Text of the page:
Life-Saving Naloxone Approved for Over-the-Counter Sale
Last week, the U.S. Food and Drug Administration (FDA) approved Narcan (naloxone)—a medication used to reverse opioid overdoses—for over-the-counter sale. Experts hope that approving this drug will mitigate the overdose crisis, which is currently the leading cause of accidental death in the nation. In Florida alone, 7,719 people died of a drug overdose in 2021. This is an age-adjusted rate of 36.7 deaths per 100,000 people.
While Narcan has already been available to obtain without a prescription in Florida and many other states, this recent approval may still have a significant impact nationwide.
Usually, when someone overdoses on heroin or a prescription opioid, they die because the drug has slowed their breathing to the point that prevents enough oxygen from reaching the brain. Naloxone—the active ingredient in Narcan—binds to the same receptors in the brain as opioids and blocks and reverses their effects, allowing the person to resume breathing. This can buy crucial time for emergency services to arrive.
Narcan is a nasal spray device that can deliver a potentially life-saving dose of naloxone to someone experiencing an opioid overdose. The device is simple to use for a layperson, requiring little training or instruction. Naloxone usually has no effect on someone that has not used any opioids.
Research suggests that improved access to naloxone has a positive effect on reducing overdose fatalities. A study published in Drug and Alcohol Dependency in 2019 concluded that in the communities studied, distributing more naloxone kits resulted in fewer overdose deaths.
The FDA approval of Narcan opens many new opportunities to improve accessibility: Even in Florida and other states where the drug had already been available, people would need to get naloxone from pharmacies, harm reduction centers, or through community outreach programs. Now, supermarkets, gas stations, and other businesses will be allowed to carry the product.
However, experts have identified challenges that may not make Narcan as accessible as intended. First, there’s the question of price. If the drug is too expensive for most people that need it, it’s unlikely that making it available for purchase over the counter will do much good. Conversely, if the price is too low the drug becomes unprofitable, and stores won’t carry it.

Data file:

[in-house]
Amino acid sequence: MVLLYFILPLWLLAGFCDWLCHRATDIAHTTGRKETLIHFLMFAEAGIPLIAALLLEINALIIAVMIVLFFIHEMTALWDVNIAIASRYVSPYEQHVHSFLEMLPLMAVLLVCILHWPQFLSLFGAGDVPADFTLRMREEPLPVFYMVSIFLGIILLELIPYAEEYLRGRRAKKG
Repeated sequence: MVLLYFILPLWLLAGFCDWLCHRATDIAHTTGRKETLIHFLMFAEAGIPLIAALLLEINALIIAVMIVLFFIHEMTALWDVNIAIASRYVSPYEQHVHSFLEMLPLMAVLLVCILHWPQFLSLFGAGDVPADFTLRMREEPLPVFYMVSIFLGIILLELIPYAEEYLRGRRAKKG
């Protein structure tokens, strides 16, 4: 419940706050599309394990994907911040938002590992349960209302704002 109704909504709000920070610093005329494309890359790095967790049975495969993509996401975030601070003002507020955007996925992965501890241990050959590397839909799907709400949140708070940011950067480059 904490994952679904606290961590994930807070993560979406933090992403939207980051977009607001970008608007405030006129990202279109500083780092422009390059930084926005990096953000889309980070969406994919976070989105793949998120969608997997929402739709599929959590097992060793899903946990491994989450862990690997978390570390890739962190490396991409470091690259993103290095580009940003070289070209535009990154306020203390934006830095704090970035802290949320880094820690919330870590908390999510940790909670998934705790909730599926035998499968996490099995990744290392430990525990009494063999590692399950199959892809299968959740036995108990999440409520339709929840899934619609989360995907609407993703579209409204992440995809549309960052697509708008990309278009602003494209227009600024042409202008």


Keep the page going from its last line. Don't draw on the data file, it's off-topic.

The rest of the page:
Additionally, drug addiction is still a highly stigmatized condition and store owners may be unwilling to carry a product associated with opioid use. Dr. Keith Humphreys, Professor of Psychiatry and Behavioral Sciences at Stanford University, told CBS News that whether businesses carry this drug depends greatly on public attitude.
“Do we say to them, ‘Why on earth is this here? I don’t like this,’” Humphries asks. “Or do we say ‘Hey, we have a problem in this community. Please carry this for people who need it?’”
The overdose crisis is a problem without an easy solution; whether this recent action by the FDA will have a positive effect remains to be seen. Naloxone may be able to save someone from an overdose, but it does not address the root cause of the problem for many people—opioid addiction.
Recovery is possible but it often requires treatment. Years of research have identified evidence-based methods used in opioid addiction treatment, including medications for opioid use disorder (MOUD), behavioral therapy, peer support, and more.
American Addiction Centers (AAC) is committed to delivering original, truthful, accurate, unbiased, and medically current information. We strive to create content that is clear, concise, and easy to understand.
While we are unable to respond to your feedback directly, we'll use this information to improve our online help.